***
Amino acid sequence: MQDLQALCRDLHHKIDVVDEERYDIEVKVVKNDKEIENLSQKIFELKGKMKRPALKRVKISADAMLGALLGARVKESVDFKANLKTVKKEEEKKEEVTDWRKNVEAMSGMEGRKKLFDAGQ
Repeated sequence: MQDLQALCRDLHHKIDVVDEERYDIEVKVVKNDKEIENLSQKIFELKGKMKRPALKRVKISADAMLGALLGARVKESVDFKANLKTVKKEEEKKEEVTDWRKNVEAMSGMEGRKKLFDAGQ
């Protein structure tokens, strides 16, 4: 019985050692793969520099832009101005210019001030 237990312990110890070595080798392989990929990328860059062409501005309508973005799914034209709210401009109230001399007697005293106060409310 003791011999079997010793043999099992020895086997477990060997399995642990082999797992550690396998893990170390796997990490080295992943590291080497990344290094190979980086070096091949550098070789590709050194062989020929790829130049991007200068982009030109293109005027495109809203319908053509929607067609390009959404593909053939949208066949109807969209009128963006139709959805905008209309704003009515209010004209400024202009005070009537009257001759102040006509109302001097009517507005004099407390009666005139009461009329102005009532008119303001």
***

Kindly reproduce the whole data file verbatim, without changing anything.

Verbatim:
Amino acid sequence: MQDLQALCRDLHHKIDVVDEERYDIEVKVVKNDKEIENLSQKIFELKGKMKRPALKRVKISADAMLGALLGARVKESVDFKANLKTVKKEEEKKEEVTDWRKNVEAMSGMEGRKKLFDAGQ
Repeated sequence: MQDLQALCRDLHHKIDVVDEERYDIEVKVVKNDKEIENLSQKIFELKGKMKRPALKRVKISADAMLGALLGARVKESVDFKANLKTVKKEEEKKEEVTDWRKNVEAMSGMEGRKKLFDAGQ
């Protein structure tokens, strides 16, 4: 019985050692793969520099832009101005210019001030 237990312990110890070595080798392989990929990328860059062409501005309508973005799914034209709210401009109230001399007697005293106060409310 003791011999079997010793043999099992020895086997477990060997399995642990082999797992550690396998893990170390796997990490080295992943590291080497990344290094190979980086070096091949550098070789590709050194062989020929790829130049991007200068982009030109293109005027495109809203319908053509929607067609390009959404593909053939949208066949109807969209009128963006139709959805905008209309704003009515209010004209400024202009005070009537009257001759102040006509109302001097009517507005004099407390009666005139009461009329102005009532008119303001």